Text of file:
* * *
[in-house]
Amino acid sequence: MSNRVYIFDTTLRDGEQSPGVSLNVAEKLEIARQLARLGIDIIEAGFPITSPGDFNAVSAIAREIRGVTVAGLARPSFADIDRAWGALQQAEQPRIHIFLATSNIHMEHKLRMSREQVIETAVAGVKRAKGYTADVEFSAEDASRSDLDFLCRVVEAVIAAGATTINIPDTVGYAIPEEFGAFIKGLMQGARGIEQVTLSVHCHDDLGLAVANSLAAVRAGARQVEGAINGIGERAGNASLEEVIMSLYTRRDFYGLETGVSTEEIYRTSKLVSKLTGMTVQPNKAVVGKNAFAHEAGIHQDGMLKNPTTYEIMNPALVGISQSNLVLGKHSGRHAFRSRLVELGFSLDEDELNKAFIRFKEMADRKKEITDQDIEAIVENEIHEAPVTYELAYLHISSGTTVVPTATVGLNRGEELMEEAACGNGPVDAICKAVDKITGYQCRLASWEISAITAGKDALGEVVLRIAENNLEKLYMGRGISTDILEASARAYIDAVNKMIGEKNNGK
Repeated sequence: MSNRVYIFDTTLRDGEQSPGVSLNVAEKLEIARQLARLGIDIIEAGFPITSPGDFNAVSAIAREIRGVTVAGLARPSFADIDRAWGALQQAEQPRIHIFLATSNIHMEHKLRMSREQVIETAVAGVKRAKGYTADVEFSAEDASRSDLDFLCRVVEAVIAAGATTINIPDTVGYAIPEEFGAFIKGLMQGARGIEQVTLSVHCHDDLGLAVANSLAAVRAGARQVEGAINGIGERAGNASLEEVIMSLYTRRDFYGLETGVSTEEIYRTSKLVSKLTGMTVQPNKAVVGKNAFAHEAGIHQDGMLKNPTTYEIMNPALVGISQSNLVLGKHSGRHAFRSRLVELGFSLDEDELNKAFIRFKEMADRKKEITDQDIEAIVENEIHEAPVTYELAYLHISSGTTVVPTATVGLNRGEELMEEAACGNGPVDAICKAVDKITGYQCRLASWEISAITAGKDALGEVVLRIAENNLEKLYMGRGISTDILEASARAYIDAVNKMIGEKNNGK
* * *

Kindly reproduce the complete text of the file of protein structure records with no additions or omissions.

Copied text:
[in-house]
Amino acid sequence: MSNRVYIFDTTLRDGEQSPGVSLNVAEKLEIARQLARLGIDIIEAGFPITSPGDFNAVSAIAREIRGVTVAGLARPSFADIDRAWGALQQAEQPRIHIFLATSNIHMEHKLRMSREQVIETAVAGVKRAKGYTADVEFSAEDASRSDLDFLCRVVEAVIAAGATTINIPDTVGYAIPEEFGAFIKGLMQGARGIEQVTLSVHCHDDLGLAVANSLAAVRAGARQVEGAINGIGERAGNASLEEVIMSLYTRRDFYGLETGVSTEEIYRTSKLVSKLTGMTVQPNKAVVGKNAFAHEAGIHQDGMLKNPTTYEIMNPALVGISQSNLVLGKHSGRHAFRSRLVELGFSLDEDELNKAFIRFKEMADRKKEITDQDIEAIVENEIHEAPVTYELAYLHISSGTTVVPTATVGLNRGEELMEEAACGNGPVDAICKAVDKITGYQCRLASWEISAITAGKDALGEVVLRIAENNLEKLYMGRGISTDILEASARAYIDAVNKMIGEKNNGK
Repeated sequence: MSNRVYIFDTTLRDGEQSPGVSLNVAEKLEIARQLARLGIDIIEAGFPITSPGDFNAVSAIAREIRGVTVAGLARPSFADIDRAWGALQQAEQPRIHIFLATSNIHMEHKLRMSREQVIETAVAGVKRAKGYTADVEFSAEDASRSDLDFLCRVVEAVIAAGATTINIPDTVGYAIPEEFGAFIKGLMQGARGIEQVTLSVHCHDDLGLAVANSLAAVRAGARQVEGAINGIGERAGNASLEEVIMSLYTRRDFYGLETGVSTEEIYRTSKLVSKLTGMTVQPNKAVVGKNAFAHEAGIHQDGMLKNPTTYEIMNPALVGISQSNLVLGKHSGRHAFRSRLVELGFSLDEDELNKAFIRFKEMADRKKEITDQDIEAIVENEIHEAPVTYELAYLHISSGTTVVPTATVGLNRGEELMEEAACGNGPVDAICKAVDKITGYQCRLASWEISAITAGKDALGEVVLRIAENNLEKLYMGRGISTDILEASARAYIDAVNKMIGEKNNGK